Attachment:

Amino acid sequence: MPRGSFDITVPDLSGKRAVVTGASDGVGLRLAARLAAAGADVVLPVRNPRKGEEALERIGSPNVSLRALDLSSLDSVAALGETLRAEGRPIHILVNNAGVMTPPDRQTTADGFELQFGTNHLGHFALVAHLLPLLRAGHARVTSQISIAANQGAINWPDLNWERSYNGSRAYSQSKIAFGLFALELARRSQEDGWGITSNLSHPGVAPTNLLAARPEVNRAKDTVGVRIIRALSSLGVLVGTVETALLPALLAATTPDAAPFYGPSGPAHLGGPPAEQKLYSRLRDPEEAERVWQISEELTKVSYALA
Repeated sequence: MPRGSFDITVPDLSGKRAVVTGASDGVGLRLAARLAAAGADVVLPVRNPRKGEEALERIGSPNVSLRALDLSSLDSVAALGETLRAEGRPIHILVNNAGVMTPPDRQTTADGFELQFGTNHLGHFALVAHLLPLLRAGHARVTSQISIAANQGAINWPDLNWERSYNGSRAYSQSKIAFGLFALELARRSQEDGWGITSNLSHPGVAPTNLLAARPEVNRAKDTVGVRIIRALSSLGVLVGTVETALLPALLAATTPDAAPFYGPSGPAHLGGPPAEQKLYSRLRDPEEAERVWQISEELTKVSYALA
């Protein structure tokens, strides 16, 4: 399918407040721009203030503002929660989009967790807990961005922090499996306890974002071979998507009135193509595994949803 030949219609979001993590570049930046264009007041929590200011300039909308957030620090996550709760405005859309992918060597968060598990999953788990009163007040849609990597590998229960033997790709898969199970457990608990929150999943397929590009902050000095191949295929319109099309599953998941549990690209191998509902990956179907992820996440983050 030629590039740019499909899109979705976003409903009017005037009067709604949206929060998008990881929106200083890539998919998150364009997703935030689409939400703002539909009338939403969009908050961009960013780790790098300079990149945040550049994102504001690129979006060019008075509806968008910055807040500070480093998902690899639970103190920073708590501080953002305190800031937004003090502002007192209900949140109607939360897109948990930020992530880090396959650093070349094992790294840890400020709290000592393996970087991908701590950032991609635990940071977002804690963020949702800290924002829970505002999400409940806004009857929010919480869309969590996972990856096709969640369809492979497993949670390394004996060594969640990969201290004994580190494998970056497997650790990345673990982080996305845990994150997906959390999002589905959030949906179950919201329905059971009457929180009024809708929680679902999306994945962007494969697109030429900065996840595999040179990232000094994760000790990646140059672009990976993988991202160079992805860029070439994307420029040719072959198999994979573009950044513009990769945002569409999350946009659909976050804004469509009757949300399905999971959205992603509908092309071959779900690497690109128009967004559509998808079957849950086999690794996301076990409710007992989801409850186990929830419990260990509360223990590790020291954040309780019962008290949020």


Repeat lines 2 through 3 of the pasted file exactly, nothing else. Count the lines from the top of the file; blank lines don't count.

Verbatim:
Repeated sequence: MPRGSFDITVPDLSGKRAVVTGASDGVGLRLAARLAAAGADVVLPVRNPRKGEEALERIGSPNVSLRALDLSSLDSVAALGETLRAEGRPIHILVNNAGVMTPPDRQTTADGFELQFGTNHLGHFALVAHLLPLLRAGHARVTSQISIAANQGAINWPDLNWERSYNGSRAYSQSKIAFGLFALELARRSQEDGWGITSNLSHPGVAPTNLLAARPEVNRAKDTVGVRIIRALSSLGVLVGTVETALLPALLAATTPDAAPFYGPSGPAHLGGPPAEQKLYSRLRDPEEAERVWQISEELTKVSYALA
């Protein structure tokens, strides 16, 4: 399918407040721009203030503002929660989009967790807990961005922090499996306890974002071979998507009135193509595994949803 030949219609979001993590570049930046264009007041929590200011300039909308957030620090996550709760405005859309992918060597968060598990999953788990009163007040849609990597590998229960033997790709898969199970457990608990929150999943397929590009902050000095191949295929319109099309599953998941549990690209191998509902990956179907992820996440983050 030629590039740019499909899109979705976003409903009017005037009067709604949206929060998008990881929106200083890539998919998150364009997703935030689409939400703002539909009338939403969009908050961009960013780790790098300079990149945040550049994102504001690129979006060019008075509806968008910055807040500070480093998902690899639970103190920073708590501080953002305190800031937004003090502002007192209900949140109607939360897109948990930020992530880090396959650093070349094992790294840890400020709290000592393996970087991908701590950032991609635990940071977002804690963020949702800290924002829970505002999400409940806004009857929010919480869309969590996972990856096709969640369809492979497993949670390394004996060594969640990969201290004994580190494998970056497997650790990345673990982080996305845990994150997906959390999002589905959030949906179950919201329905059971009457929180009024809708929680679902999306994945962007494969697109030429900065996840595999040179990232000094994760000790990646140059672009990976993988991202160079992805860029070439994307420029040719072959198999994979573009950044513009990769945002569409999350946009659909976050804004469509009757949300399905999971959205992603509908092309071959779900690497690109128009967004559509998808079957849950086999690794996301076990409710007992989801409850186990929830419990260990509360223990590790020291954040309780019962008290949020």